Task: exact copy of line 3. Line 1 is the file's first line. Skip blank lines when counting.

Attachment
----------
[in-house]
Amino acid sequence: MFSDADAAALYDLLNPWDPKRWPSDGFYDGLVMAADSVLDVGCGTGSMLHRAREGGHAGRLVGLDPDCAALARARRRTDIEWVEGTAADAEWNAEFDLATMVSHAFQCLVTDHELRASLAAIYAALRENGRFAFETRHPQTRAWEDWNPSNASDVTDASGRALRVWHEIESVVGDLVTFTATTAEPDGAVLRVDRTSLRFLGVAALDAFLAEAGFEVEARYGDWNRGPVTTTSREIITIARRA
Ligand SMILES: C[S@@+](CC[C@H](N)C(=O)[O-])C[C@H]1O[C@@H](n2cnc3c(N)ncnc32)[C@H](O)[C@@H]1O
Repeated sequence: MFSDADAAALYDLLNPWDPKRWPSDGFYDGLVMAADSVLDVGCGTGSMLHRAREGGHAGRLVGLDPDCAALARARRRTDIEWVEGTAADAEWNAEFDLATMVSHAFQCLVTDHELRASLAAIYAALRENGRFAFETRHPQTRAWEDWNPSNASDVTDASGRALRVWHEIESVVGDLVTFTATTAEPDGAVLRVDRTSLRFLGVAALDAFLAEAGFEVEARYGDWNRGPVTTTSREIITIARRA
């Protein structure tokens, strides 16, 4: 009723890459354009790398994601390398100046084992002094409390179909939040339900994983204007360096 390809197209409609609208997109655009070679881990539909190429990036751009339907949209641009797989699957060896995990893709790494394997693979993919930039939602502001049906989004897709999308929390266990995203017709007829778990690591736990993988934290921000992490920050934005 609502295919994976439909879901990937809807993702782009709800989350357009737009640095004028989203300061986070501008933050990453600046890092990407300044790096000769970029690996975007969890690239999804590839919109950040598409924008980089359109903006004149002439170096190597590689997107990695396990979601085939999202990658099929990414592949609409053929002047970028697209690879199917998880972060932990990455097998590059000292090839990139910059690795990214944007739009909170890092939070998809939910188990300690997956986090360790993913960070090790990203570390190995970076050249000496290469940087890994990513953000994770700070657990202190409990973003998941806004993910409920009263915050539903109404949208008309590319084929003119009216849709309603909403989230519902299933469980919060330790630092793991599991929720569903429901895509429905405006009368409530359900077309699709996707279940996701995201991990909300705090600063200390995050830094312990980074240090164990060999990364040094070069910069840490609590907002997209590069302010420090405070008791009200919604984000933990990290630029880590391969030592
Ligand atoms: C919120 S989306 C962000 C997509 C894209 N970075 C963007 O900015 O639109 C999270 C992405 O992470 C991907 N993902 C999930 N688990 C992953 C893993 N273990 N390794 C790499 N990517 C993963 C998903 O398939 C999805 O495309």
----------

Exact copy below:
Ligand SMILES: C[S@@+](CC[C@H](N)C(=O)[O-])C[C@H]1O[C@@H](n2cnc3c(N)ncnc32)[C@H](O)[C@@H]1O